To sum things up, those two simple features are even more unreliable than I previously thought. And that’s an issue considering users are very likely to change settings (font-size, margins, etc.) which impact in significant ways the actual width of content.

As far as I’m concerned, Media Queries are broken.

And as noted by @rdeltour, this could have a significant impact on the minimal default stylesheet + “css overrides” meta.

For the sake of completeness, I will take the liberty to update my original comment. Indeed, I’ve tested those media features in other iOS apps and can now report new issues.

But first and foremost, some further details about iBooks iOS, which makes it even more unreliable.

img_2314

In this screenshot, as you can see, iBooks report a different width than the second one in the previous comment. It doesn’t mean I’ve solved my problem, it actually means iBooks reports different widths for xhtml files which are less than one column/page or, even worse, start on the right column/page.

For the latter, only the first column/page of the xhtml gets this width (< 35em), all the remaining content of the xhtml file will be styled using the width of the spread (35–65em), except the last one if it happens to be displayed on the left column/page.

In case it’s unclear, this picture is made of 4 consecutive pages and illustrates the problem.

page-spread

This can lead to epic failures, like content not displayed/missing at the end of the xhtml file because the pagination algorithm has to deal with contradictory data: it computes using < 35em (first page) while all the following pages are styled using 35–65em.

My understanding is that it’s kind of spec-compliant though, given CSS columns are used to paginate contents. In other words, it might apply to other apps using CSS columns and following MQ specs to the letter; we might have found an edge case which just happens to be part of our “standard”.


Now, the reason behind the em value is styling that adapts to both the device and the user setting for font-size e.g. if the user increases font-size up to a critical point, then the type scale is changed.

em-explain

As you can see in the picture above (two screenshots of iBooks in portrait orientation), when you increase font-size, the width changes accordingly.

So, at least iBooks can deal with that in portrait orientation. But, can all other apps?

Kobo for iOS

img_2309

img_2310

Please note the centered content is a bug: text-align: left is only declared for body so that all other elements can inherit from it, but when publisher’s styles are enabled, everything gets text-align: center for an unknown reason.

Adobe Digital Editions for iOS

img_2312

img_2313

Well, the answer seems to be no, they can’t because the width is not necessarily updated after font-size is changed. For the record, ADE desktop does update in this case.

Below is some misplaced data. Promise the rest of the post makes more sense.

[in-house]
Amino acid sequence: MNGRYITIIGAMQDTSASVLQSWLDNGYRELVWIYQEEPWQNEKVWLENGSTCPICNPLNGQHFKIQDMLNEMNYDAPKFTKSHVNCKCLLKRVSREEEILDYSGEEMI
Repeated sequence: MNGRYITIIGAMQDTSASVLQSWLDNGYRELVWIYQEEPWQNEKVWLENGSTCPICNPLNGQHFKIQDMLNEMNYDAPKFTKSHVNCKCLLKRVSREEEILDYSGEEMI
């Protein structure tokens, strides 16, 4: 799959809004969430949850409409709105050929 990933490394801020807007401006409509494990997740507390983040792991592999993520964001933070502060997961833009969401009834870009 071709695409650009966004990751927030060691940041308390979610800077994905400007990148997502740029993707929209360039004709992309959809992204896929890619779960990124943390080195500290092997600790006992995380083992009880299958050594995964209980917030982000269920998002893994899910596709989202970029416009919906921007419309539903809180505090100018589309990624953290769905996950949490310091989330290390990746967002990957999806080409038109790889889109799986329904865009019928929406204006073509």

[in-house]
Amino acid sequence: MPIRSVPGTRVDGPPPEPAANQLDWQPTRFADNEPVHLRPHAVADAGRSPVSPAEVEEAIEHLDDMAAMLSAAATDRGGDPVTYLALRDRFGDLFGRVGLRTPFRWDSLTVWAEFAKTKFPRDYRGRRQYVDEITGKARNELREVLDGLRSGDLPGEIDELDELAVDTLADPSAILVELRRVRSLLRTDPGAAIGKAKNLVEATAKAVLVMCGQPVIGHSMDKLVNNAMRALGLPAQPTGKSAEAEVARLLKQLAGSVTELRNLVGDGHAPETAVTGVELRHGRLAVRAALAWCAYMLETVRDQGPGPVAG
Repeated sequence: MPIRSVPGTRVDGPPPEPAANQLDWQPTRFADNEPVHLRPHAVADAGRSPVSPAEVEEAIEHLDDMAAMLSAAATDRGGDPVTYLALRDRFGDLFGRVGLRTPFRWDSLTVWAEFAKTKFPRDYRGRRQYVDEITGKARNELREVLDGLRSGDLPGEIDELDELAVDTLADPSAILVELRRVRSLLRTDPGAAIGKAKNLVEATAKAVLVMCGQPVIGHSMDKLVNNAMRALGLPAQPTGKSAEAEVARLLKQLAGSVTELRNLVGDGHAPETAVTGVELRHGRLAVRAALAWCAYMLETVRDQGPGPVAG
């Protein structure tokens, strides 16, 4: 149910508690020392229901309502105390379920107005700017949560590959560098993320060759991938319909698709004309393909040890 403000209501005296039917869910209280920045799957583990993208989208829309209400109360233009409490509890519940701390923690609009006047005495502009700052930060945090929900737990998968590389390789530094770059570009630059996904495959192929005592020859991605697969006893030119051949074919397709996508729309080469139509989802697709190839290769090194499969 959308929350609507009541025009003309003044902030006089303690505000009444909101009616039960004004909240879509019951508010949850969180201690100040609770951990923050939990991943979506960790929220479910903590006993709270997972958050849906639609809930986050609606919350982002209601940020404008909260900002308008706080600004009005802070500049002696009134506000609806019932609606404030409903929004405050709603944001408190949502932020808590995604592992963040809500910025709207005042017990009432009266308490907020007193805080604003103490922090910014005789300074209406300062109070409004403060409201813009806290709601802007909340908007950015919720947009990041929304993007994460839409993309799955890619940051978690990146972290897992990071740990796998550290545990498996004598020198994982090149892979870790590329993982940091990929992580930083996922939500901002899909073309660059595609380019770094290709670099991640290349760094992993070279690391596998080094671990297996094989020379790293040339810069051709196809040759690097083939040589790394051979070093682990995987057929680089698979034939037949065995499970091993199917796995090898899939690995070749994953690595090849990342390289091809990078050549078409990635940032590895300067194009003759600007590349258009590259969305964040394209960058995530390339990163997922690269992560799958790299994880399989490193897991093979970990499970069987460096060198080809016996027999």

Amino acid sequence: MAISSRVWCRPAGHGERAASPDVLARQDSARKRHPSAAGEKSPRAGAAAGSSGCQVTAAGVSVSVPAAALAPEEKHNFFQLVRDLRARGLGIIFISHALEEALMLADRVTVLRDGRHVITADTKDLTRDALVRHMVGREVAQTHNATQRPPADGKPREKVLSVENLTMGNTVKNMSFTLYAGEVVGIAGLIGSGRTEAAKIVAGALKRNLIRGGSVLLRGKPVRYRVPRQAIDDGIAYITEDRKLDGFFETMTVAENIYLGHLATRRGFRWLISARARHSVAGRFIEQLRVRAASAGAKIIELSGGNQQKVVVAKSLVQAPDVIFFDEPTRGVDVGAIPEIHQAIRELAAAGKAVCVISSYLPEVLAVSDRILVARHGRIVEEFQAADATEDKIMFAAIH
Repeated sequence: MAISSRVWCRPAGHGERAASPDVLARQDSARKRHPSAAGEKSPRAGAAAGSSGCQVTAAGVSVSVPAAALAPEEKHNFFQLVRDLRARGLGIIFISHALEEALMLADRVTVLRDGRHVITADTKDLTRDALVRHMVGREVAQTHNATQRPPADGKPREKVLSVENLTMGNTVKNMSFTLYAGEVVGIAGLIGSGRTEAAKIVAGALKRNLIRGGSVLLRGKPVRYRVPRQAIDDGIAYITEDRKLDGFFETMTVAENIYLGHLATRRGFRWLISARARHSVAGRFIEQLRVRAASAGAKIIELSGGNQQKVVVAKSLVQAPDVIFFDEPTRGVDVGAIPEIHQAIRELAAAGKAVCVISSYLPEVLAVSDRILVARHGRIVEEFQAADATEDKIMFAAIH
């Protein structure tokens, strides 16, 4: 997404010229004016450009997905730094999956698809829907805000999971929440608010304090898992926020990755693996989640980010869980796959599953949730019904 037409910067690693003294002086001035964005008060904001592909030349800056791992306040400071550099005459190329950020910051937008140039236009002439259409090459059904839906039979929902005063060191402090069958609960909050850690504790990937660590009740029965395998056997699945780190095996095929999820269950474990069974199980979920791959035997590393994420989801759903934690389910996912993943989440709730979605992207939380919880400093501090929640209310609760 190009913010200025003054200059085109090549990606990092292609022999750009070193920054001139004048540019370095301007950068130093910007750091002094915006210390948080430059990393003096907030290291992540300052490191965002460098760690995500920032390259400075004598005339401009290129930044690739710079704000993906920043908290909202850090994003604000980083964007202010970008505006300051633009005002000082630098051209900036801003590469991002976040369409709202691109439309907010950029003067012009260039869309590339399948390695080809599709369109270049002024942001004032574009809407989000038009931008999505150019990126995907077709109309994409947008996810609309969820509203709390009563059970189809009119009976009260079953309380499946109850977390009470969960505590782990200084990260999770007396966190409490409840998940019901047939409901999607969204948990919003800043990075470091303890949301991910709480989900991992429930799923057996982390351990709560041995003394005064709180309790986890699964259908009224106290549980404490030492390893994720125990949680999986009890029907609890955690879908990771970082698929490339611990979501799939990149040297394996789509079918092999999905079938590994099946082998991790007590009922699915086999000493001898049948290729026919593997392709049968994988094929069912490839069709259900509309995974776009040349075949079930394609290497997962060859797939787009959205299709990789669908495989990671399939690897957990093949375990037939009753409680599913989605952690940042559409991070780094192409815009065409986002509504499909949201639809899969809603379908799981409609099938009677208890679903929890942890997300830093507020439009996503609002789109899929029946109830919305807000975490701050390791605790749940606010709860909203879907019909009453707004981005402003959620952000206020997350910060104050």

To sum things up, those two simple features are even more unreliable than I previously thought. And that’s an issue considering users are very likely to change settings (font-size, margins, etc.) which impact in significant ways the actual width of content.

As far as I’m concerned, Media Queries are broken.

And as noted by @rdeltour, this could have a significant impact on the minimal default stylesheet + “css overrides” meta.

@JayPanoz JayPanoz referenced this issue in sandersk/ibooks_ereader_detector Mar 27, 2016

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Landscape (two-up view) #1

@mattgarrish mattgarrish modified the milestone: EPUB 3.1 Apr 14, 2016

@mattgarrish mattgarrish added the Cat-CSS label May 3, 2016

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dauwhe Jun 1, 2016

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The spec says:

The ‘width’ media feature describes the width of the targeted display area of the output device. For continuous media, this is the width of the viewport (as described by CSS2, section 9.1.1 [CSS21]) including the size of a rendered scroll bar (if any). For paged media, this is the width of the page box (as described by CSS2, section 13.2 [CSS21]).

So we mostly seem to be looking at reading system bugs here. But it may be worth adding to the note in the css section of the spec, perhaps changing to:

Reading System-induced pagination can interact poorly with style sheets. Pagination is sometimes done using columns, which can result in incorrect values for viewport sizes. Fixed and absolute positioning are likely to be problematic.

Dave

Contributor

dauwhe commented Jun 1, 2016

The spec says:

The ‘width’ media feature describes the width of the targeted display area of the output device. For continuous media, this is the width of the viewport (as described by CSS2, section 9.1.1 [CSS21]) including the size of a rendered scroll bar (if any). For paged media, this is the width of the page box (as described by CSS2, section 13.2 [CSS21]).

So we mostly seem to be looking at reading system bugs here. But it may be worth adding to the note in the css section of the spec, perhaps changing to:

Reading System-induced pagination can interact poorly with style sheets. Pagination is sometimes done using columns, which can result in incorrect values for viewport sizes. Fixed and absolute positioning are likely to be problematic.

Dave

dauwhe added a commit that referenced this issue Jun 20, 2016

@dauwhe dauwhe closed this Jun 20, 2016